Am almost finished reading Walking the Clouds, an anthology of Indigenous SFF edited by Grace L. Dillon, and am enjoying it immensely. These stories put all the blurbs and reviews that describe this or that writer or text as “expanding the genre” in perspective. Came to be reading the collection as part of the mapping side-project I am doing: there seem to be some telling distinctions between Canadian and U.S. zombie narratives, and part of the reason has to do, I think, with Indigenous narratives: the narratives themselves, but perhaps also the consciousness of those narratives, or at least of some of the history of colonization, on the part of settler or immigrant Canadian authors. Of course, there is plenty of history in the U.S., but perhaps a different consciousness about it? I am really out on a limb here. I started with something that seemed so clear: maps. But then again, maps! Can I really complain if I find some dragons?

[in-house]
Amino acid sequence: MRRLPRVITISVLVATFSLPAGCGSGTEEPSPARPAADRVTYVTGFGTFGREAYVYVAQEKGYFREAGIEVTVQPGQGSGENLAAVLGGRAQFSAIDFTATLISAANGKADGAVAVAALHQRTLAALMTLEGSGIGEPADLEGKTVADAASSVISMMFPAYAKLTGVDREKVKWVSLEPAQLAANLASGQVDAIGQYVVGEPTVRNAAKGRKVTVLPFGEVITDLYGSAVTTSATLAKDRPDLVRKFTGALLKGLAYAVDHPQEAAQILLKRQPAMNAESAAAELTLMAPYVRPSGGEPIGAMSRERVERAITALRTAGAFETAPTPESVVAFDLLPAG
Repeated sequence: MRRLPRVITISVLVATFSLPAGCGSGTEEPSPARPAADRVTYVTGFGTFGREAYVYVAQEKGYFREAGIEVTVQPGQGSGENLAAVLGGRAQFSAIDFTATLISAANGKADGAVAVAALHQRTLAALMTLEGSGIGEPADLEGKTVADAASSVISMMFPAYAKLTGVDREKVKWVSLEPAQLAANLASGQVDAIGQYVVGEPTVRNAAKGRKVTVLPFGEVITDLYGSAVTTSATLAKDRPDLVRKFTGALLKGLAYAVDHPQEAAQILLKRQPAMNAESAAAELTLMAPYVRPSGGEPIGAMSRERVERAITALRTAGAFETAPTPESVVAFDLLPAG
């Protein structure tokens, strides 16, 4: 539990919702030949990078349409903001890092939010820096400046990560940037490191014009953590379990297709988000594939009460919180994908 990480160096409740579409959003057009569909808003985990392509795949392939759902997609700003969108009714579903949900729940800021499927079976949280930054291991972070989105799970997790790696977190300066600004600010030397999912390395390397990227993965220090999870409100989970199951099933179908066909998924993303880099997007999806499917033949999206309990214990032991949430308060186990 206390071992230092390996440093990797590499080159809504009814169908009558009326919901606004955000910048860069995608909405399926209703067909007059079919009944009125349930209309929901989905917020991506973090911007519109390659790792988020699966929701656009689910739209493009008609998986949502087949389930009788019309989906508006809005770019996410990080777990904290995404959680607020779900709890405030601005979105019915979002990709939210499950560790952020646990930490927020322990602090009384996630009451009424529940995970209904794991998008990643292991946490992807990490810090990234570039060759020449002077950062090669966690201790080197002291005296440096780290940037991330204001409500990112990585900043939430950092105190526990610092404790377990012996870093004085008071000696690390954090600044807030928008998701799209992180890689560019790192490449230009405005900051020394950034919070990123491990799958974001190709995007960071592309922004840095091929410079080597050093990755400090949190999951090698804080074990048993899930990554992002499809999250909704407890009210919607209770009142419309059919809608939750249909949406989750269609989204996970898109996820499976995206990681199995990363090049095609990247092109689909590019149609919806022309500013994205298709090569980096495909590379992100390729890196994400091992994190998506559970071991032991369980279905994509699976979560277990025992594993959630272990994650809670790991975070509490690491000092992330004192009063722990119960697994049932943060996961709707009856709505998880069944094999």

Have also ordered Mitêwâcimowina: Indigenous Science Fiction and Speculative Storytelling, edited by Neal McLeod and published in B.C. by an indigenous press, Theytus Books. And is that not the best cover image ever? Many of the pieces in Walking the Clouds are excerpts from novels rather than short stories, which is somewhat unusual in SFF, the last bastion of short fiction. Or so I tell my students. I will be interested to see whether that is also the case in McLeod’s collection.